Container software systems such as Docker are increasingly being used to create large platforms for distributed applications that can run in the cloud and driving the need to understand the need for Container Networking. The primary advantage of containers is they can run large, distributed applications with low overhead by sharing a stripped-down operating system (usually based on Linux), an approach that can be more efficient than using virtual machines.
Containers, compared to virtual machines (VMs) such as those produced and managed within VMware environments, are much simplified. They often contain minimal Linux operating systems such as CoreOS or, more recently, a minimal Windows Server system called Nano Server. But in order to function properly, container systems need networking functionality to connect distributed applications across the cloud.
Birth of a Distributed System for Container Networking
A container is produced from a prepared image gathered from a designated registry, such as Docker Hub or another private registry. Think of this image as a snapshot of just the software needed to run a particular workload, along with only the software it depends upon to function and nothing else. When the daemon instantiates the container, it assigns a unique network address to it, connecting it to a virtual Ethernet bridge, which in the case of Docker is called docker0. All containers in the system communicate with each other by directing packets to docker0, which then forwards those packets through the subnet automatically. CoreOS’s container runtime, called Rocket or rkt, handles networking in a very similar fashion.
A Layer 3 router may be used to direct all container-bound traffic to a default gateway that is managed completely by the container runtime system, bypassing the conventional Layer 2 switch (see Figure 1).
This containerized software system can be used to build new types of applications, constructed of microservices connected to one another by means of network virtualization. A conventional application inhabits the addressable memory space of a processor or set of processor cores. There, the operating system facilitates communication through a sophisticated, but often slow and tedious, procedure. With microservices, each container behaves as though it were its own Internet site, complete with its own Web server. So containers can address each other’s workloads through API calls, which are parsed by a DNS server designated by the container daemon.
As a virtual subnet, a Docker or Rocket container network is a type of software-defined network. Docker was among the first companies to recognize the significance of this fact. In March 2015, it acquired a startup firm called SocketPlane, which had begun developing an SDN controller exclusively for Docker container networks, bypassing the physical NIC. Just three months later, SocketPlane’s technology was integrated into a new Docker plug-in called libnetwork.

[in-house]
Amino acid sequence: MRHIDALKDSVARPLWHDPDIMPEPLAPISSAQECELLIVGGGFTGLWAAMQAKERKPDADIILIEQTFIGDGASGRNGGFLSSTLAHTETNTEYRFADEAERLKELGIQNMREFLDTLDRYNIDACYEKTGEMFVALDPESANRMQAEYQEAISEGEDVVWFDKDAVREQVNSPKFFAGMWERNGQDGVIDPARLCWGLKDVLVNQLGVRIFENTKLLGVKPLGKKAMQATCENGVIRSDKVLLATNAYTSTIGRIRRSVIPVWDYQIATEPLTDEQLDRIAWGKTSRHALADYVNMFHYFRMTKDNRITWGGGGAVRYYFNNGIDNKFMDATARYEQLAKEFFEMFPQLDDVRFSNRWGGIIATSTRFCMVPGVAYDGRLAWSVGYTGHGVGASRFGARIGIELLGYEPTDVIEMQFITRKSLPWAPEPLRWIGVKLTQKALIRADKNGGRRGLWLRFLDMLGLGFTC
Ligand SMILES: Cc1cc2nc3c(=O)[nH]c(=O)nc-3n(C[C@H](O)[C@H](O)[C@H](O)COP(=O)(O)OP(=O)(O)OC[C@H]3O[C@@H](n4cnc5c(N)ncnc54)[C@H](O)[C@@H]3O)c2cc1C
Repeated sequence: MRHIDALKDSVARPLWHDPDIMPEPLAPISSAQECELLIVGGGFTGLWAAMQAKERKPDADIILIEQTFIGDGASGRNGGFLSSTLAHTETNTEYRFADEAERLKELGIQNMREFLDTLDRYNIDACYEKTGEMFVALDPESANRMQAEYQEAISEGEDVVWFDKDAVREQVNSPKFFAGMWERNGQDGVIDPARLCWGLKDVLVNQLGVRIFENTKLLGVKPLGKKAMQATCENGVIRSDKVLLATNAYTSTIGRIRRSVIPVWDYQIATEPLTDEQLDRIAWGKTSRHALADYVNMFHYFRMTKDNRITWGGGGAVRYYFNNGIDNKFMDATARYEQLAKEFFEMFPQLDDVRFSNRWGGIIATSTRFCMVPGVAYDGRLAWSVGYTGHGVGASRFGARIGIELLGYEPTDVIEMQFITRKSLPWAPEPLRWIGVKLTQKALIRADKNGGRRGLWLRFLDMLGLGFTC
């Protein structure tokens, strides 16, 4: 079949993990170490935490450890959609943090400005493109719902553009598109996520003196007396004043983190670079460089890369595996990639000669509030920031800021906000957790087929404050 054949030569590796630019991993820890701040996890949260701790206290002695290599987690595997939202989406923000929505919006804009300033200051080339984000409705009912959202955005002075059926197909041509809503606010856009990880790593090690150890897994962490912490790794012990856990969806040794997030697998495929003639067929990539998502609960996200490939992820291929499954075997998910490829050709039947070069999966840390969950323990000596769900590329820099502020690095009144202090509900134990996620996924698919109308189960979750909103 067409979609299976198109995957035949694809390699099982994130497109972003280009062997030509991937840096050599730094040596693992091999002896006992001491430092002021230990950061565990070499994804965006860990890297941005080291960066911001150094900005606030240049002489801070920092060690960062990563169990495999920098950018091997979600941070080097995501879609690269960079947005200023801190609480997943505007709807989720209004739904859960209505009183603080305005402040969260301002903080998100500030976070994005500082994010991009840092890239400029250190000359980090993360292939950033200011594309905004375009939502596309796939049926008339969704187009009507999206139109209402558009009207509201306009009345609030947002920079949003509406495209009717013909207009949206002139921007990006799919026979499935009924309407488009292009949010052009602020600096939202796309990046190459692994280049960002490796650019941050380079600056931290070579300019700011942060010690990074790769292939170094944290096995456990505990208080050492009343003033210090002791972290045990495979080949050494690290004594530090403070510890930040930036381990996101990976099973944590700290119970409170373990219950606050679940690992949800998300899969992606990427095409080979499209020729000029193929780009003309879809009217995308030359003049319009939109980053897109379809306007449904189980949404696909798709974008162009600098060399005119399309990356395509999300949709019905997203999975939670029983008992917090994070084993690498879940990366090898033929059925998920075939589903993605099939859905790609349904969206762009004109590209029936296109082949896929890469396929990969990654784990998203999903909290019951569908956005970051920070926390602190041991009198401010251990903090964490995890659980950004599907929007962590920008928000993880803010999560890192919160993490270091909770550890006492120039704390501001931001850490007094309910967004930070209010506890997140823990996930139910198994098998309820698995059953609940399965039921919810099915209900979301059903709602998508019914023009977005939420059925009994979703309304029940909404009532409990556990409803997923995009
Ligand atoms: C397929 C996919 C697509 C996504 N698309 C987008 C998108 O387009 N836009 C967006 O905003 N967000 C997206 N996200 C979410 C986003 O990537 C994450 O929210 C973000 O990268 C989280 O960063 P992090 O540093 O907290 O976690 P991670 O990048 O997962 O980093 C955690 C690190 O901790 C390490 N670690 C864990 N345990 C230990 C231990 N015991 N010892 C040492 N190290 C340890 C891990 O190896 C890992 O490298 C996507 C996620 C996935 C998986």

Separating the Docker subnet from the underlying network hardware is extremely important, because it enables entire container networks to be migrated between platforms, including from private to public clouds, without modification. Technically, container networks can now span multiple platforms — for example, with principal services running on-premises while overflow containers are instantiated on a public cloud, such as Amazon’s AWS.
Since many components of a Docker environment are designed with “pluggable” architecture, they can be swapped for alternatives. Weaveworks produces one such alternative called Weave, which utilizes a sophisticated SDN methodology that employs fully encrypted packets, capable of traversing firewalls (see Figure 2). A Weave network is deployed in such a way that internal resources outside the container network, such as databases and server logs, become addressable by containers as though they shared the same network. Likewise, internal services running from inside containers may be exposed to outside resources over a secure connection maintained and monitored by Weave.
Weaveworks’ engineers are partly responsible for the creation of a new networking model within Docker itself, enabling third-party plug-ins to be easily distributed and installed. These plug-ins extend the functionality of the Docker environment. One key example involves moving a website published by containers from one platform to another, while maintaining its running status. Such a task calls for a plug-in to maintain the data and databases used by that site, as Web server containers are removed from one platform and re-instantiated elsewhere. This is done by way of two Docker plug-ins, Weave and ClusterHQ Flocker, a persistent data storage service. The capability for both plug-ins to address each other was devised by Weaveworks, ClusterHQ, and Glider Labs.